• Two 10x12" big envelopes (to send filled notebooks)
  • Lots of US Postage (to use in Seattle / Alaska / LA)
  • Map of Germany (to explain my 2014 trip)
  • Map of Eastern Canada / US (it appeared in my bag)
  • Write-up of my 2016 trip
  • One-page RPG rulesheet / charactersheet
  • Spacepen
  • Four misc pens
  • One Foldable travel toothbrush
  • Three mini tubes of toothpaste
  • Two rolls of floss
  • Two tubes of chapstick
  • One regular-size underarm deoderant stick
  • One small tube of excema cream
  • (acquired) two bars of soap (totally didn't forget to pack this...)
  • (acquired) one sample bottle of bodywash (which came with...)
  • (acquired) 400 pack of q-tips (smallest size they had!)
  • Tweezers
  • Nail clippers
  • One comb
  • Three bic disposable razors
  • A couple sheets of chewable Pepto tablets
  • (acquired) Small bottle of aspirin
  • Several packs of earplugs
  • One plan-b packet in case I make a friend and there's a slip-up
  • Game box (chess, checkers, backgammon, special APS cards)
  • Half-dozen safety pins
  • One travel sewing kit
  • A couple alligator? paper clips
  • A few yards of 550 cord
  • One mini-M&M container (perfect for odds & ends - might have to find anotherd)
  • A few rubber bands
  • One flimsy carabiner
  • One hundred Philadelphia-themed paper presents for hosts (and bribes?)
  • One trusty money clip
  • A million napkins
  • Passport & passport card
  • (acquired) packet of emergency ramen
  • About $500 USD, split between my person and the various bags
  • Maybe $150 in Euros and Pounds from my last trip to the EU
  • Capital One Credit and Debit cards (no international fees!)
  • Chase Credit Card (just in case CapOne freezes my account due to fraud or whatever)

Tuesday, August 21, 2018

Laking friends in Winnipeg

Upon arrival in Winnipeg I walked from the station to go meet my host for my stay, Misty. When I arrived at her home, she let me know that she was about to leave to go to hang out with some friends at a lakehouse (hence the "typo" in the title) and I was invited. As I'm trying to be a bit better about accepting invitations and changing plans at the last moment, I said I'd join. A shower, a nap, and a bacon and tomato sandwich* later and we were on our way.

We picked up two of Misty's friends along the way and drove up to Red Rock Lake (by a somewhat circuitous route). We arrived intact and ready to have some fun (though two days of poor sleep were certainly having an effect on me). All together there were eight of us - just about the perfect number for the size of the cabin and the composition of the group - big enough that there were always a few conversations going on but small enough that everyone quickly got the feel of one another.

There's not much to write about the night that would be of interest in a travel blog. I had a ton of fun swimming, drinking, playing games, and chatting around the fire (as I suspect most of us did). There are certainly little things I'll remember ("that's my towel!") but I fear anyone who has ever attended an intimate house party will find any details I paint unique in specifics but with a common hue.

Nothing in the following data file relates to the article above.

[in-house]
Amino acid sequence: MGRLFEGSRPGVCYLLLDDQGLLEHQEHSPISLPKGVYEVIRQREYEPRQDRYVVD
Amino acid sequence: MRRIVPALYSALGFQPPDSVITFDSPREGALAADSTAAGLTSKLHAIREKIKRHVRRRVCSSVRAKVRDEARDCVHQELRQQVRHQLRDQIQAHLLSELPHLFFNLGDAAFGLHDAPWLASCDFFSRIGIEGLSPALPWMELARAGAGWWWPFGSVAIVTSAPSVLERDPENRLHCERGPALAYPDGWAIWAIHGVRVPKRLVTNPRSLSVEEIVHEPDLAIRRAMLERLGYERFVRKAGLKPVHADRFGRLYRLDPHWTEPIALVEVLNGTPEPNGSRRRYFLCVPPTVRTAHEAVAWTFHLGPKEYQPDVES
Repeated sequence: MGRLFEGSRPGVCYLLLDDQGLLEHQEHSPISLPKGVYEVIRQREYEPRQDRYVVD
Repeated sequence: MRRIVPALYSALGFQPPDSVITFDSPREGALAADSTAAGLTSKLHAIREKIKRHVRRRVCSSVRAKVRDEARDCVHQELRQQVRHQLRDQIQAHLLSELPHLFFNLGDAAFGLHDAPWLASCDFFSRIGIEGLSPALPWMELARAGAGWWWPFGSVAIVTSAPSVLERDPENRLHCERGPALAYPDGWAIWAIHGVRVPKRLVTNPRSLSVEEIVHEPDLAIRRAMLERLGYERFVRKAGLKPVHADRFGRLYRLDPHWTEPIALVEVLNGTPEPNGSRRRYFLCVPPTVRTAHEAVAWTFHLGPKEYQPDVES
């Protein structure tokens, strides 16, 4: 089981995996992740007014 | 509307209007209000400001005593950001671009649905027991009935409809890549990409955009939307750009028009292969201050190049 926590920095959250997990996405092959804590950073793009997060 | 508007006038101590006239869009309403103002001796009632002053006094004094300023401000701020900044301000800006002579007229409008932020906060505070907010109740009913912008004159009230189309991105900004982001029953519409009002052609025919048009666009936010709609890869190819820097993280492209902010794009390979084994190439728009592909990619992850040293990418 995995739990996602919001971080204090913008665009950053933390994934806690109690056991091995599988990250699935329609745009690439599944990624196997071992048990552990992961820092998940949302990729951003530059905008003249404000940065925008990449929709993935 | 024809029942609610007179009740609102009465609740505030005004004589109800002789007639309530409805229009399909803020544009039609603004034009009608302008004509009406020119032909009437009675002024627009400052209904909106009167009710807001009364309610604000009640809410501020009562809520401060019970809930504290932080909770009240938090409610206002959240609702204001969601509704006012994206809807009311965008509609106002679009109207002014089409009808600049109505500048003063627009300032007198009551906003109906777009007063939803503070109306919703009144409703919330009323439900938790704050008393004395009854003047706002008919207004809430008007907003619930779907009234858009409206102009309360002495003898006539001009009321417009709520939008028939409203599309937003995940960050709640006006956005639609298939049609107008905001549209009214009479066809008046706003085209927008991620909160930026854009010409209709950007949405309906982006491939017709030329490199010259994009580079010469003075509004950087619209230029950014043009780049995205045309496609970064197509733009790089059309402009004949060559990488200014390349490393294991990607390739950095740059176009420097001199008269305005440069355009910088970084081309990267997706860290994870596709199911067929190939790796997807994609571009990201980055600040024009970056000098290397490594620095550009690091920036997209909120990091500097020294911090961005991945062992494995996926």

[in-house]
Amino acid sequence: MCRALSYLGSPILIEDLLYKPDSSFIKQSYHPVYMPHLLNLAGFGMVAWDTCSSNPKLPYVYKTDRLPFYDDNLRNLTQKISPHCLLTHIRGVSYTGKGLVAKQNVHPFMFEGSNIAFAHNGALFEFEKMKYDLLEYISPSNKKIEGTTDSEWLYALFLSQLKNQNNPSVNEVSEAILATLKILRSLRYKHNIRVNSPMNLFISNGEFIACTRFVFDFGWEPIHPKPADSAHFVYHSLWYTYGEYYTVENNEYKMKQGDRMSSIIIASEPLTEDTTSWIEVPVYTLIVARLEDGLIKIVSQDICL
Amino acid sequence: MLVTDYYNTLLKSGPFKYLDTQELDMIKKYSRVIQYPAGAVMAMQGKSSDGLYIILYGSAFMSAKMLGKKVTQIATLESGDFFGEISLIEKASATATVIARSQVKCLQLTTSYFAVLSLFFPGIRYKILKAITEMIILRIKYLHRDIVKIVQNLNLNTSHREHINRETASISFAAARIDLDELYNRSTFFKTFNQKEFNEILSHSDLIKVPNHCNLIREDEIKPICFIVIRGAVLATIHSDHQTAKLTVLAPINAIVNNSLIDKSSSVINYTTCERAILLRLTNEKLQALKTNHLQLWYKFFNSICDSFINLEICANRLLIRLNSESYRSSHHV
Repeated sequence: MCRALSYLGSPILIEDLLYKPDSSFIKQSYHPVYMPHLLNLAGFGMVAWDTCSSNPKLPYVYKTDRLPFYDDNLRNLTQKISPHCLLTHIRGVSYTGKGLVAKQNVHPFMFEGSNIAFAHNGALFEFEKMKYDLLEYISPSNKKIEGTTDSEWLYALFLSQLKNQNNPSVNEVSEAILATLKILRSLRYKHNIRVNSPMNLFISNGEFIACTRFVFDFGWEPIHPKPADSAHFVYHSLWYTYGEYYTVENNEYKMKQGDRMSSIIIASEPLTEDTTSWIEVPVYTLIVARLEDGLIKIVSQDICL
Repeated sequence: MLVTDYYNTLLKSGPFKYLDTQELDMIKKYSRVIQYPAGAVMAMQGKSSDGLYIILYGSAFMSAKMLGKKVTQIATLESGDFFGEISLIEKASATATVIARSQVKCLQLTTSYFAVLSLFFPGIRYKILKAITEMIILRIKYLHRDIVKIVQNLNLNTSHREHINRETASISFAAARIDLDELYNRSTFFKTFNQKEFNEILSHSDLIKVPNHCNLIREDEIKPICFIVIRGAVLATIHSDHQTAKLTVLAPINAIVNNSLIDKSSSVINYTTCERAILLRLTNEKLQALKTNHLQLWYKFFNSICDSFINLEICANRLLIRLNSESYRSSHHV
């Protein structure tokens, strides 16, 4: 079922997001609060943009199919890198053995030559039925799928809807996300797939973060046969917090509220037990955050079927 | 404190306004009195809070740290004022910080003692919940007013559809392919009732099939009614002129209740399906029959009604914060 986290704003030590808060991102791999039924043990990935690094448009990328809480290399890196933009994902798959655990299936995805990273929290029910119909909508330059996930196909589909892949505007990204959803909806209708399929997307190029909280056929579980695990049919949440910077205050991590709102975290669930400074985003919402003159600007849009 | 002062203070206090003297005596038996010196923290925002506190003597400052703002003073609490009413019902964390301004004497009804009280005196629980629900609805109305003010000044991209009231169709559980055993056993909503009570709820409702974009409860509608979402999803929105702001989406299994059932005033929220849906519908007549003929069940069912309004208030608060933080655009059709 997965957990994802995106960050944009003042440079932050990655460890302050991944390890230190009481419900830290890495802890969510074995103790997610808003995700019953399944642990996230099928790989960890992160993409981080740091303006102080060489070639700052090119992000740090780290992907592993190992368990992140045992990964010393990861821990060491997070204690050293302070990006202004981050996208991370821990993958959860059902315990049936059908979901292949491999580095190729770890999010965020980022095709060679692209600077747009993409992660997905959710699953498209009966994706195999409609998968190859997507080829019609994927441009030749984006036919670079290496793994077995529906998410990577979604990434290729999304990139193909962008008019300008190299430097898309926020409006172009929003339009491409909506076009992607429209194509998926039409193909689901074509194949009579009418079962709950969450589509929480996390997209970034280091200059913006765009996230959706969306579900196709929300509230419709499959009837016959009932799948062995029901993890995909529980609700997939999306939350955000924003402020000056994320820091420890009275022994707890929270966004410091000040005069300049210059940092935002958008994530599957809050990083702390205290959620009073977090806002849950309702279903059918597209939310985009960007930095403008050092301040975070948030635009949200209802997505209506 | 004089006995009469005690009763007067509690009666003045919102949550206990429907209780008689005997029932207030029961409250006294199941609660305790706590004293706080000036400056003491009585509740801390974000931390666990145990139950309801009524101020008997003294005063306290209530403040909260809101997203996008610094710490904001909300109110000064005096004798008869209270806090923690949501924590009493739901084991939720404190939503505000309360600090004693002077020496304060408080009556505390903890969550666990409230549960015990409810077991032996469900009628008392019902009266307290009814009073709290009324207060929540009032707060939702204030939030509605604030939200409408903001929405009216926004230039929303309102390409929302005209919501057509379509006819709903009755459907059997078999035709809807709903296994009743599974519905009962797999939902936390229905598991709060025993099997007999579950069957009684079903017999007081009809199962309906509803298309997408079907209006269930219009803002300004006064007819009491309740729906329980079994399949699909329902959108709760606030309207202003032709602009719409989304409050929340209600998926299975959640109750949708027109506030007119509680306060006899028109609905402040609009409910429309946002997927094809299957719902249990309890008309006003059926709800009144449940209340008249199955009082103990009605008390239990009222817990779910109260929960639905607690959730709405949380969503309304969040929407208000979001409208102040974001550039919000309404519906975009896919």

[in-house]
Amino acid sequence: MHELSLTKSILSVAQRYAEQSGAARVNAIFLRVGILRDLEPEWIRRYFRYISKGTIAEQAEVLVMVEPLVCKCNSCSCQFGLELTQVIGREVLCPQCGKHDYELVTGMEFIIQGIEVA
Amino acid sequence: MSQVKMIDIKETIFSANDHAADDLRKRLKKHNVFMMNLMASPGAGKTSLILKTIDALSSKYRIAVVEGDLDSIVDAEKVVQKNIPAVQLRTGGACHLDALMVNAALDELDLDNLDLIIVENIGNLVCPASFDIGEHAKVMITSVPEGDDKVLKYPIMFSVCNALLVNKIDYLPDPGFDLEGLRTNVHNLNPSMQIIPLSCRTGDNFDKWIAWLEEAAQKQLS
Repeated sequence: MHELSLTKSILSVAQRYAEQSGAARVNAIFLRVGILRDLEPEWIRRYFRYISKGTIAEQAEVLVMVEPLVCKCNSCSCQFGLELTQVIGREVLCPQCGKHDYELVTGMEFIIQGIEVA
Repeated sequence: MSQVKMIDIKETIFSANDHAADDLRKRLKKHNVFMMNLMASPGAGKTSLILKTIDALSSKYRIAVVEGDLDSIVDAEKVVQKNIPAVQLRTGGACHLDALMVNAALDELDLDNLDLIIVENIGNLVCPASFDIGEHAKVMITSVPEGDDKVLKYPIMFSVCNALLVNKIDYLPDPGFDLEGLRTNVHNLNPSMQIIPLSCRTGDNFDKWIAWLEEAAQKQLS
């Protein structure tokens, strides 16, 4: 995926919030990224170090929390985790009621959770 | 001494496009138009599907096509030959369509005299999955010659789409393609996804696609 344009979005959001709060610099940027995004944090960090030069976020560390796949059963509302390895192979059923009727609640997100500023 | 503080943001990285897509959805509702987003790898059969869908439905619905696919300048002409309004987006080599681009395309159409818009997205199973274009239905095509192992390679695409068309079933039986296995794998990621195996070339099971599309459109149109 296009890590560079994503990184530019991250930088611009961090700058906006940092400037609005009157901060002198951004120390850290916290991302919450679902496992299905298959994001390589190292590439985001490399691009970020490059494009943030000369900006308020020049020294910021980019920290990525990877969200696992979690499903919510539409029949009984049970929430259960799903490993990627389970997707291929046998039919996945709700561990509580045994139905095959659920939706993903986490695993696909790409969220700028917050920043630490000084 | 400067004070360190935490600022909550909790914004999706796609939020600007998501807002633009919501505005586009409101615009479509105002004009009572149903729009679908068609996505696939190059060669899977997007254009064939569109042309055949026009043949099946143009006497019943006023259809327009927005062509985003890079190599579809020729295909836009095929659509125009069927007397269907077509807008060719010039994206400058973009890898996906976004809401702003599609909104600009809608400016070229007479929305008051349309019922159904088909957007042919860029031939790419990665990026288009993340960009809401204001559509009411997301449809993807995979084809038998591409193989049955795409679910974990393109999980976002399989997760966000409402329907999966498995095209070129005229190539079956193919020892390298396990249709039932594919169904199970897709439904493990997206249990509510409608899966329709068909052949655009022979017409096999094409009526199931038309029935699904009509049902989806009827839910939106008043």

After the party (and breakfast and hangover cures) everyone made their ways back to whence they came. Misty and I went to see the legislative building in Winnipeg for a minute (they have a unicameral legislature that has fewer members than Montreal's city council!) then got some dim sum. I spent the rest of the night resting and being distracted by the television. This is the first city I was unable to get my "bonus" achievement of writing a poem in a library completed.

The morning of this writing I woke up, headed over to the train station, and boarded the train on which I'm currently sitting. It's supposed to take 23 hours to get to Edmonton, but we hit a snag (a disabled freight train) so we'll see how quickly we actually make it. The scenery has been pleasant (fields and such) but the company has been less so (noisy kids in every car, no strong connection to any passengers). I completed H.G. Well's The First Men on the Moon and might finally finish Herman Hesse's Siddhartha (I keep starting and stopping). Maybe I'll even do some writing (assuming two blog entries don't count)!

*Some of you know that I hate tomatoes (and tomato products) with a passion. The smell of spaghetti sauce makes me gag - sometimes to the point that I have to leave the room before I puke. That being said, I'm not allergic or anything, it's just some misfiring synapse in my brain. To that end, I'm trying my best to eat them when offered on this trip (trying being a key word - I failed twice in eating spaghetti with sauce). We'll see if I don't return to the States with a more varied diet.

Monday, August 20, 2018

Train Train Train (Train of Fools)

The train trip from Toronto to Winnipeg did not start well. Much to my dismay, I chose a section behind a whole group of Asian tourists who couldn't figure out how to stay in one seat (much to the frustration of the staff) and next to a family who brought the noisiest baggage and child one can imagine. If the kid was not playing a game at full volume or its parents weren’t repeating “do you have to go pee pee” four hundred times, she was crying. The crying, of course, spurred the family to start rooting around in crinkly bags to find something to sate the kid. Earplugs didn’t help.

I enjoyed the view from the train - the Canadian wild is absolutely beautiful - but the commotion inside the train was driving me nuts. Every time I moved to another part of the train (e.g. the cafe car, the glass dome car) noise makers seemed to follow. Luckily, I make friends easy, and the rest of the trip is what I'll really remember.